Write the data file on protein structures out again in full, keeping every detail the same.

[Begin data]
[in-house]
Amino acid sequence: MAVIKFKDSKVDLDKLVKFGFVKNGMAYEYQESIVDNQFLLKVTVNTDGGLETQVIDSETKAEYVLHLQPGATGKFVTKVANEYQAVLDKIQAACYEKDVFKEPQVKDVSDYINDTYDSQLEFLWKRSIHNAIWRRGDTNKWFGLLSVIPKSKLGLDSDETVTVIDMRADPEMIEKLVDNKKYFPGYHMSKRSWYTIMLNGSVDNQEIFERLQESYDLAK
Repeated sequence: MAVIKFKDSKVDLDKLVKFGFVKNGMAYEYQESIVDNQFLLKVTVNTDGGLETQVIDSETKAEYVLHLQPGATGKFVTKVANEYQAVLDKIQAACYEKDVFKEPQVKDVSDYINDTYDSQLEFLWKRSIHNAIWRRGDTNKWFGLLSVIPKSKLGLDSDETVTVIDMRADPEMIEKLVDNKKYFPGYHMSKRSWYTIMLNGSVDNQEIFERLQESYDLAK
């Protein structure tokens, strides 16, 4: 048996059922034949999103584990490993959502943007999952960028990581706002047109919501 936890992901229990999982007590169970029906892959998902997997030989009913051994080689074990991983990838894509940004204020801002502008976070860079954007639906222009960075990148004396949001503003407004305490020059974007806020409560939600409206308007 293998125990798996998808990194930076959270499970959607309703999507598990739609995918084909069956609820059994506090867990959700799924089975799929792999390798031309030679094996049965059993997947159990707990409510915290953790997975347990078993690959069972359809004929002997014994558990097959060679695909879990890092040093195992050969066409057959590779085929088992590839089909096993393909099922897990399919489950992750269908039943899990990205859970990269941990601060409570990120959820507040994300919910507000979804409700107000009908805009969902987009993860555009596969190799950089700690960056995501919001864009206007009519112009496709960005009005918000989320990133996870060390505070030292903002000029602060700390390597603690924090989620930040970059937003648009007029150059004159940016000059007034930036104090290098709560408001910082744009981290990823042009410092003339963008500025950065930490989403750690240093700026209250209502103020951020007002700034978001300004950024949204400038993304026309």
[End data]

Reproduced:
[in-house]
Amino acid sequence: MAVIKFKDSKVDLDKLVKFGFVKNGMAYEYQESIVDNQFLLKVTVNTDGGLETQVIDSETKAEYVLHLQPGATGKFVTKVANEYQAVLDKIQAACYEKDVFKEPQVKDVSDYINDTYDSQLEFLWKRSIHNAIWRRGDTNKWFGLLSVIPKSKLGLDSDETVTVIDMRADPEMIEKLVDNKKYFPGYHMSKRSWYTIMLNGSVDNQEIFERLQESYDLAK
Repeated sequence: MAVIKFKDSKVDLDKLVKFGFVKNGMAYEYQESIVDNQFLLKVTVNTDGGLETQVIDSETKAEYVLHLQPGATGKFVTKVANEYQAVLDKIQAACYEKDVFKEPQVKDVSDYINDTYDSQLEFLWKRSIHNAIWRRGDTNKWFGLLSVIPKSKLGLDSDETVTVIDMRADPEMIEKLVDNKKYFPGYHMSKRSWYTIMLNGSVDNQEIFERLQESYDLAK
């Protein structure tokens, strides 16, 4: 048996059922034949999103584990490993959502943007999952960028990581706002047109919501 936890992901229990999982007590169970029906892959998902997997030989009913051994080689074990991983990838894509940004204020801002502008976070860079954007639906222009960075990148004396949001503003407004305490020059974007806020409560939600409206308007 293998125990798996998808990194930076959270499970959607309703999507598990739609995918084909069956609820059994506090867990959700799924089975799929792999390798031309030679094996049965059993997947159990707990409510915290953790997975347990078993690959069972359809004929002997014994558990097959060679695909879990890092040093195992050969066409057959590779085929088992590839089909096993393909099922897990399919489950992750269908039943899990990205859970990269941990601060409570990120959820507040994300919910507000979804409700107000009908805009969902987009993860555009596969190799950089700690960056995501919001864009206007009519112009496709960005009005918000989320990133996870060390505070030292903002000029602060700390390597603690924090989620930040970059937003648009007029150059004159940016000059007034930036104090290098709560408001910082744009981290990823042009410092003339963008500025950065930490989403750690240093700026209250209502103020951020007002700034978001300004950024949204400038993304026309």